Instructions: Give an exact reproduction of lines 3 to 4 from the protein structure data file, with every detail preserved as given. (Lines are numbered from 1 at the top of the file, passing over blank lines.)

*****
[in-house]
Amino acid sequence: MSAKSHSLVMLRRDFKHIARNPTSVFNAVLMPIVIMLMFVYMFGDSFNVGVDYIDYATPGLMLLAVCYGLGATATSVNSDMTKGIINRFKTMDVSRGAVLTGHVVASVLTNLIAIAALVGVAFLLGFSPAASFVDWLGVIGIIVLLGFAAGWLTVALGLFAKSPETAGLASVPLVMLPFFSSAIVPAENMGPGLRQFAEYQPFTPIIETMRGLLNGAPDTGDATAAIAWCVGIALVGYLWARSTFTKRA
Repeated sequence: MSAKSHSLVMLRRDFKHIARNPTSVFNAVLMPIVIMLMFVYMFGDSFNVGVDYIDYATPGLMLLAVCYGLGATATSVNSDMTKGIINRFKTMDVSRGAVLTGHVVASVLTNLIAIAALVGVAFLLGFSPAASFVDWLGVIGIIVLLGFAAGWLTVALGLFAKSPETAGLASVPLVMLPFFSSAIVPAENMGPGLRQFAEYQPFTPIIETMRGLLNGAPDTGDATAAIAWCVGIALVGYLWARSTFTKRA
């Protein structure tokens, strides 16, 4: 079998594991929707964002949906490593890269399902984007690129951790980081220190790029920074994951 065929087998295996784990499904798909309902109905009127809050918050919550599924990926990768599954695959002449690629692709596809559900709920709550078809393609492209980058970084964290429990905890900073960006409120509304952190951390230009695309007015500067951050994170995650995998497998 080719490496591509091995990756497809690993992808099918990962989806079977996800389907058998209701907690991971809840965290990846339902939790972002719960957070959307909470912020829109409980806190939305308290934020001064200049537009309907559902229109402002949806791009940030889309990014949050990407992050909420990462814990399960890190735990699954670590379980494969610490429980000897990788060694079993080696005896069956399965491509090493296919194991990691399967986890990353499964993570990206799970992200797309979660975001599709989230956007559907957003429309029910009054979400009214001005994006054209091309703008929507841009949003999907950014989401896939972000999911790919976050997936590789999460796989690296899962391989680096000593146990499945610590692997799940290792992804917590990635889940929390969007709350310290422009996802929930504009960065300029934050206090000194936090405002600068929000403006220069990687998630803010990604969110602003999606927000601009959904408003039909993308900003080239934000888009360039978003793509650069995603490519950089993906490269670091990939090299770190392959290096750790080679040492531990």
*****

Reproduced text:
Repeated sequence: MSAKSHSLVMLRRDFKHIARNPTSVFNAVLMPIVIMLMFVYMFGDSFNVGVDYIDYATPGLMLLAVCYGLGATATSVNSDMTKGIINRFKTMDVSRGAVLTGHVVASVLTNLIAIAALVGVAFLLGFSPAASFVDWLGVIGIIVLLGFAAGWLTVALGLFAKSPETAGLASVPLVMLPFFSSAIVPAENMGPGLRQFAEYQPFTPIIETMRGLLNGAPDTGDATAAIAWCVGIALVGYLWARSTFTKRA
């Protein structure tokens, strides 16, 4: 079998594991929707964002949906490593890269399902984007690129951790980081220190790029920074994951 065929087998295996784990499904798909309902109905009127809050918050919550599924990926990768599954695959002449690629692709596809559900709920709550078809393609492209980058970084964290429990905890900073960006409120509304952190951390230009695309007015500067951050994170995650995998497998 080719490496591509091995990756497809690993992808099918990962989806079977996800389907058998209701907690991971809840965290990846339902939790972002719960957070959307909470912020829109409980806190939305308290934020001064200049537009309907559902229109402002949806791009940030889309990014949050990407992050909420990462814990399960890190735990699954670590379980494969610490429980000897990788060694079993080696005896069956399965491509090493296919194991990691399967986890990353499964993570990206799970992200797309979660975001599709989230956007559907957003429309029910009054979400009214001005994006054209091309703008929507841009949003999907950014989401896939972000999911790919976050997936590789999460796989690296899962391989680096000593146990499945610590692997799940290792992804917590990635889940929390969007709350310290422009996802929930504009960065300029934050206090000194936090405002600068929000403006220069990687998630803010990604969110602003999606927000601009959904408003039909993308900003080239934000888009360039978003793509650069995603490519950089993906490269670091990939090299770190392959290096750790080679040492531990």